• Pittsburgh was the third AFC Wild Card based on head-to-head victory over Miami (1–0).
  • San Francisco was the second NFC playoff seed based on head-to-head victory over Detroit (1–0).
  • Minnesota finished ahead of Green Bay in the NFC Central based on head-to-head sweep (2–0).


Jan. 9 – Giants Stadium Jan. 15 – Candlestick Park
5 Minnesota 10
4 NY Giants 3
4 NY Giants 17 Jan. 23 – Texas Stadium
2 San Francisco 44
Jan. 8 – Pontiac Silverdome 2 San Francisco 21
Jan. 16 – Texas Stadium
1 Dallas 38
6 Green Bay 28 NFC Championship
6 Green Bay 17
3 Detroit 24 Jan. 30 – Georgia Dome
1 Dallas 27
Wild Card playoffs
Divisional playoffs
Jan. 8 – Arrowhead Stadium N1 Dallas 30
Jan. 16 – Astrodome
A1 Buffalo 13
6 Pittsburgh 24 Super Bowl XXVIII
3 Kansas City 28
3 Kansas City 27* Jan. 23 – Rich Stadium
2 Houston 20
Jan. 9 – Los Angeles Memorial Coliseum 3 Kansas City 13
Jan. 15 – Rich Stadium
1 Buffalo 30
5 Denver 24 AFC Championship
4 LA Raiders 23
4 LA Raiders 42
1 Buffalo 29

* Indicates overtime victory


Most Valuable Player Emmitt Smith, Running Back, Dallas
Coach of the Year Dan Reeves, NY Giants
Offensive Player of the Year Jerry Rice, Wide Receiver, San Francisco
Defensive Player of the Year Rod Woodson, Cornerback, Pittsburgh
Offensive Rookie of the Year Jerome Bettis, Running Back, LA Rams
Defensive Rookie of the Year Dana Stubblefield, Defensive tackle, San Francisco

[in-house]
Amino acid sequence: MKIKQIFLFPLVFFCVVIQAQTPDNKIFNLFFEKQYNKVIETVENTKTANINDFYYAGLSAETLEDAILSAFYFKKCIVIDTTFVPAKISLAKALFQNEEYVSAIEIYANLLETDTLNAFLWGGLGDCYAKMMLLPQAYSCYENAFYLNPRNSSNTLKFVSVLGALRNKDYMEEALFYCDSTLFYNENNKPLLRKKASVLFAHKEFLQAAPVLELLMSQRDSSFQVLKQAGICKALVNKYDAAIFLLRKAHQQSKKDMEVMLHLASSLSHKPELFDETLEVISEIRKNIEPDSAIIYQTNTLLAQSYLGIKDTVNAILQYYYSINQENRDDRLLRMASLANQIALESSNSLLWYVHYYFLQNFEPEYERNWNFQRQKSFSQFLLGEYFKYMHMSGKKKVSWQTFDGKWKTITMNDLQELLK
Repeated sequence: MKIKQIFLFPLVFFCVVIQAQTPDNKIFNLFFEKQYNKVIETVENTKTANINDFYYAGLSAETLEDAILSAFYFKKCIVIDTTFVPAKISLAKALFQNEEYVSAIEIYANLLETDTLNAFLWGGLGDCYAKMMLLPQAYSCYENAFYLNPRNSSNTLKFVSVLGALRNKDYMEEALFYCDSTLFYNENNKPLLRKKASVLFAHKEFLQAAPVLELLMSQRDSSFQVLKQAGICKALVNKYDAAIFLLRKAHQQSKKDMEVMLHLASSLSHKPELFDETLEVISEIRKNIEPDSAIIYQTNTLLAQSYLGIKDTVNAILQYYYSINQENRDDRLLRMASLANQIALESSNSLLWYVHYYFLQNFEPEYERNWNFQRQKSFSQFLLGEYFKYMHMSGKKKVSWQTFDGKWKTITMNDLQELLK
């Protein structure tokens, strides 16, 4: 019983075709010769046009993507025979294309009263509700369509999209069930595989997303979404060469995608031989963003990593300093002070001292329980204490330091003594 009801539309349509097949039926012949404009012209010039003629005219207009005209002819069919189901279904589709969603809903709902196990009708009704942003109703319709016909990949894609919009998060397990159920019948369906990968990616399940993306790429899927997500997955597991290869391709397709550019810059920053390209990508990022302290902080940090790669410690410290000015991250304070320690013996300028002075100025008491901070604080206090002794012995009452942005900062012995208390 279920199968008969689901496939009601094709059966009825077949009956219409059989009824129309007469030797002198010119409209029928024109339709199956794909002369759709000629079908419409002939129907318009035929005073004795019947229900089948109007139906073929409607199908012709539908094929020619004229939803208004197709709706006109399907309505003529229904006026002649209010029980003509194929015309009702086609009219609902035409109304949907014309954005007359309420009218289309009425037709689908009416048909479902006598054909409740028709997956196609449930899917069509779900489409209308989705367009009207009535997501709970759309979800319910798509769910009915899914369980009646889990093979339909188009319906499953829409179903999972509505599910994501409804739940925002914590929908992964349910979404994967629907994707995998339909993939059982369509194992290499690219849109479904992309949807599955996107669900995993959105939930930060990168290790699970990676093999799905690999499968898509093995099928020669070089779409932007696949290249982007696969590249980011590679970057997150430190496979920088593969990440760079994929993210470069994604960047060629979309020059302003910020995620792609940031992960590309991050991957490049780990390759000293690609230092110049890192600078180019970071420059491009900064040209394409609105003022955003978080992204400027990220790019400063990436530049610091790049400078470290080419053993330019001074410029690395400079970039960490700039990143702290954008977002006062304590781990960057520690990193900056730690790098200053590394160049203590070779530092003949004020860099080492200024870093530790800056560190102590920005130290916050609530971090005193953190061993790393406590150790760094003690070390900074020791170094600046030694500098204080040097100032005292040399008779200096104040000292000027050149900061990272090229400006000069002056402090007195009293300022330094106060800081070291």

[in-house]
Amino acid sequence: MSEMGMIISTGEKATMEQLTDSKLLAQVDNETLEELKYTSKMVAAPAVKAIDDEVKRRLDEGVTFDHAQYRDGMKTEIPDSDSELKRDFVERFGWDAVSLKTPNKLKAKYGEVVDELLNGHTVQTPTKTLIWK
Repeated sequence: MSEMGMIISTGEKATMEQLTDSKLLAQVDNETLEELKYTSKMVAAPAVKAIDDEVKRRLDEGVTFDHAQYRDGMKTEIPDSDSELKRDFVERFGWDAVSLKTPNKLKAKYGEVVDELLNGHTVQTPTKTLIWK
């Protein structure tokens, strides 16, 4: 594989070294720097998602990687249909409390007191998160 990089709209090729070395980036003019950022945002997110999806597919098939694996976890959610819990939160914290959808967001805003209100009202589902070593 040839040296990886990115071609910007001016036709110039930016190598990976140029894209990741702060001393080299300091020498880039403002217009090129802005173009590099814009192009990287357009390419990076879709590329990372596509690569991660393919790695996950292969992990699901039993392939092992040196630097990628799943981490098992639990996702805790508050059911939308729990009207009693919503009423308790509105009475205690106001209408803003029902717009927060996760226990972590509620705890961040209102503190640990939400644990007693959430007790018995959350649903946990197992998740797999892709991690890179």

NFL Comeback Player of the Year Marcus Allen, Running Back, Kansas City
NFL Man of the Year Derrick Thomas, Linebacker, Kansas City
Super Bowl Most Valuable Player Emmitt Smith, Running Back, Dallas

Coaching changesEdit

Uniform changesEdit

  • The New England Patriots introduced new uniforms, changing their primary color from red to royal blue, and their white helmets and pants to silver. They also replaced the "Pat Patriot" helmet logo with the later-coined "Flying Elvis", a gray face of a minuteman that fans felt resembled the profile of a young Elvis Presley.

External linksEdit


  1. ^ Springer, Steve (March 2, 1993). "Freedom Comes to NFL : Pro football: On first day of free agency, 484 players become eligible to sign with new teams". Los Angeles Times. Retrieved September 2, 2018.
  2. ^ "April 6, 1993: 17 million reasons convince Reggie White". archive.jsonline.com. Retrieved May 18, 2017.
  3. ^ Teicher, Adam (April 20, 2018). "Three things you might not know about Joe Montana trade". ESPN.com. Retrieved December 22, 2019.
  4. ^ "1993 NFL Transactions: Trades - March". nfl.com. Retrieved November 30, 2020.
  5. ^ Grathoff, Pete (January 5, 2019). "Joe Montana likes the Chiefs' chances of winning the Super Bowl". The Kansas City Star. Retrieved December 22, 2019.
  6. ^ a b c d e f g "1993 NFL Transactions. Trades - August". National Football League. Retrieved December 3, 2020.
  7. ^ a b c d "1993 NFL Transactions. Trades - October". National Football League. Retrieved December 3, 2020.
  8. ^ "SPORTS PEOPLE: FOOTBALL; Raiders Deal Patterson". The New York Times. October 14, 1993.
  9. ^ "Archived copy". Archived from the original on October 27, 2017. Retrieved April 30, 2018.CS1 maint: archived copy as title (link)